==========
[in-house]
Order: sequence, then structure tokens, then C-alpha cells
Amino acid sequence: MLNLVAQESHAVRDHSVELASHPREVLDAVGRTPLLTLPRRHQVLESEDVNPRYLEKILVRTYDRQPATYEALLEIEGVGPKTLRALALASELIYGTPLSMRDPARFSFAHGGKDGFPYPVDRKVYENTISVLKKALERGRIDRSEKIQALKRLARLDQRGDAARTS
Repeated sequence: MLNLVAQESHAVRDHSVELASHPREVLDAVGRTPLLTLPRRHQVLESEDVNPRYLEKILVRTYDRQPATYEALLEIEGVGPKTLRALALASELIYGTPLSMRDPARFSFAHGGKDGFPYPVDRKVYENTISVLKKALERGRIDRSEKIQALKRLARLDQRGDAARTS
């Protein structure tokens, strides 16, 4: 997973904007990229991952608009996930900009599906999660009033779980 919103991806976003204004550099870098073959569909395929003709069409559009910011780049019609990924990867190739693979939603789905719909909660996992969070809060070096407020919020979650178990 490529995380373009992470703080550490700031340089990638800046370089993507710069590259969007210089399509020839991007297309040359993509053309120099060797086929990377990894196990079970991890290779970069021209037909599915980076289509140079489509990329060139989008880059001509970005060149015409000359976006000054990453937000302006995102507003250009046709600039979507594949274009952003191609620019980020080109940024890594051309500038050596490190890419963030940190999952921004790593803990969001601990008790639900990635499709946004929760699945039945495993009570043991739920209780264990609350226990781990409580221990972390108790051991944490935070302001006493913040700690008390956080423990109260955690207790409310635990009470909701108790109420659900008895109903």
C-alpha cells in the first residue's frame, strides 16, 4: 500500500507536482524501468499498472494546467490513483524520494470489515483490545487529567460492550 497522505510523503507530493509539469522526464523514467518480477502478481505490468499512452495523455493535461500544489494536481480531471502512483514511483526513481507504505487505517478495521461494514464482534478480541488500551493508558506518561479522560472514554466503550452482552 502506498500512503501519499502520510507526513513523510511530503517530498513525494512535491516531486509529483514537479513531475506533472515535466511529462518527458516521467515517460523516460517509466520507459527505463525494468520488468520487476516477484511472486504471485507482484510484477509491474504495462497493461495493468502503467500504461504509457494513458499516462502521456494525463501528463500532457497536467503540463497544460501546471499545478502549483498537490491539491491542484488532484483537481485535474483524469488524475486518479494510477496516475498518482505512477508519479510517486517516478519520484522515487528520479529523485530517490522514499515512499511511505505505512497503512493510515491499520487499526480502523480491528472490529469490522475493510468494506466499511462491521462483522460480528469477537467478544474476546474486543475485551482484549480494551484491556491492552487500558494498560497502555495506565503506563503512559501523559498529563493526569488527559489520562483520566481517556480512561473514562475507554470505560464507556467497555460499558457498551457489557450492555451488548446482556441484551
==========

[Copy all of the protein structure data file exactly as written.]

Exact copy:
[in-house]
Order: sequence, then structure tokens, then C-alpha cells
Amino acid sequence: MLNLVAQESHAVRDHSVELASHPREVLDAVGRTPLLTLPRRHQVLESEDVNPRYLEKILVRTYDRQPATYEALLEIEGVGPKTLRALALASELIYGTPLSMRDPARFSFAHGGKDGFPYPVDRKVYENTISVLKKALERGRIDRSEKIQALKRLARLDQRGDAARTS
Repeated sequence: MLNLVAQESHAVRDHSVELASHPREVLDAVGRTPLLTLPRRHQVLESEDVNPRYLEKILVRTYDRQPATYEALLEIEGVGPKTLRALALASELIYGTPLSMRDPARFSFAHGGKDGFPYPVDRKVYENTISVLKKALERGRIDRSEKIQALKRLARLDQRGDAARTS
């Protein structure tokens, strides 16, 4: 997973904007990229991952608009996930900009599906999660009033779980 919103991806976003204004550099870098073959569909395929003709069409559009910011780049019609990924990867190739693979939603789905719909909660996992969070809060070096407020919020979650178990 490529995380373009992470703080550490700031340089990638800046370089993507710069590259969007210089399509020839991007297309040359993509053309120099060797086929990377990894196990079970991890290779970069021209037909599915980076289509140079489509990329060139989008880059001509970005060149015409000359976006000054990453937000302006995102507003250009046709600039979507594949274009952003191609620019980020080109940024890594051309500038050596490190890419963030940190999952921004790593803990969001601990008790639900990635499709946004929760699945039945495993009570043991739920209780264990609350226990781990409580221990972390108790051991944490935070302001006493913040700690008390956080423990109260955690207790409310635990009470909701108790109420659900008895109903």
C-alpha cells in the first residue's frame, strides 16, 4: 500500500507536482524501468499498472494546467490513483524520494470489515483490545487529567460492550 497522505510523503507530493509539469522526464523514467518480477502478481505490468499512452495523455493535461500544489494536481480531471502512483514511483526513481507504505487505517478495521461494514464482534478480541488500551493508558506518561479522560472514554466503550452482552 502506498500512503501519499502520510507526513513523510511530503517530498513525494512535491516531486509529483514537479513531475506533472515535466511529462518527458516521467515517460523516460517509466520507459527505463525494468520488468520487476516477484511472486504471485507482484510484477509491474504495462497493461495493468502503467500504461504509457494513458499516462502521456494525463501528463500532457497536467503540463497544460501546471499545478502549483498537490491539491491542484488532484483537481485535474483524469488524475486518479494510477496516475498518482505512477508519479510517486517516478519520484522515487528520479529523485530517490522514499515512499511511505505505512497503512493510515491499520487499526480502523480491528472490529469490522475493510468494506466499511462491521462483522460480528469477537467478544474476546474486543475485551482484549480494551484491556491492552487500558494498560497502555495506565503506563503512559501523559498529563493526569488527559489520562483520566481517556480512561473514562475507554470505560464507556467497555460499558457498551457489557450492555451488548446482556441484551